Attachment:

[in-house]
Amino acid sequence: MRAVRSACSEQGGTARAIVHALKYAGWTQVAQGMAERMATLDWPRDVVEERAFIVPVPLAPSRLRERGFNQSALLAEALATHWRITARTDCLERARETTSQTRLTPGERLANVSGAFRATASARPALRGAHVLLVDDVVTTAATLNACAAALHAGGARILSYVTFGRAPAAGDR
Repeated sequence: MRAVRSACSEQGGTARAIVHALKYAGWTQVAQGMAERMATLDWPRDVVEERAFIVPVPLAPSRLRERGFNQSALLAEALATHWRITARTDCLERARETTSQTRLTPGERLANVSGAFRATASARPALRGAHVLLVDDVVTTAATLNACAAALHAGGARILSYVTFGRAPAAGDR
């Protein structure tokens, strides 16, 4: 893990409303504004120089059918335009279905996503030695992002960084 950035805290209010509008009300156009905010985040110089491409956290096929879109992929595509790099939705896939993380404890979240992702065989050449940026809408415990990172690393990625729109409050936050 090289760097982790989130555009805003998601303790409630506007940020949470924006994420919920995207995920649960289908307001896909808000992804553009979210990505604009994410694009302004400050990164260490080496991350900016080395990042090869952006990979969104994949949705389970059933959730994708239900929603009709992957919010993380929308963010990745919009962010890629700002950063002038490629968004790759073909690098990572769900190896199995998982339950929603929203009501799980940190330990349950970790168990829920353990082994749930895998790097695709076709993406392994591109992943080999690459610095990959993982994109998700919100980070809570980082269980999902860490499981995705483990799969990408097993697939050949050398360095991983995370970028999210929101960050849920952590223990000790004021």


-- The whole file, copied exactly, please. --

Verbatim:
[in-house]
Amino acid sequence: MRAVRSACSEQGGTARAIVHALKYAGWTQVAQGMAERMATLDWPRDVVEERAFIVPVPLAPSRLRERGFNQSALLAEALATHWRITARTDCLERARETTSQTRLTPGERLANVSGAFRATASARPALRGAHVLLVDDVVTTAATLNACAAALHAGGARILSYVTFGRAPAAGDR
Repeated sequence: MRAVRSACSEQGGTARAIVHALKYAGWTQVAQGMAERMATLDWPRDVVEERAFIVPVPLAPSRLRERGFNQSALLAEALATHWRITARTDCLERARETTSQTRLTPGERLANVSGAFRATASARPALRGAHVLLVDDVVTTAATLNACAAALHAGGARILSYVTFGRAPAAGDR
């Protein structure tokens, strides 16, 4: 893990409303504004120089059918335009279905996503030695992002960084 950035805290209010509008009300156009905010985040110089491409956290096929879109992929595509790099939705896939993380404890979240992702065989050449940026809408415990990172690393990625729109409050936050 090289760097982790989130555009805003998601303790409630506007940020949470924006994420919920995207995920649960289908307001896909808000992804553009979210990505604009994410694009302004400050990164260490080496991350900016080395990042090869952006990979969104994949949705389970059933959730994708239900929603009709992957919010993380929308963010990745919009962010890629700002950063002038490629968004790759073909690098990572769900190896199995998982339950929603929203009501799980940190330990349950970790168990829920353990082994749930895998790097695709076709993406392994591109992943080999690459610095990959993982994109998700919100980070809570980082269980999902860490499981995705483990799969990408097993697939050949050398360095991983995370970028999210929101960050849920952590223990000790004021």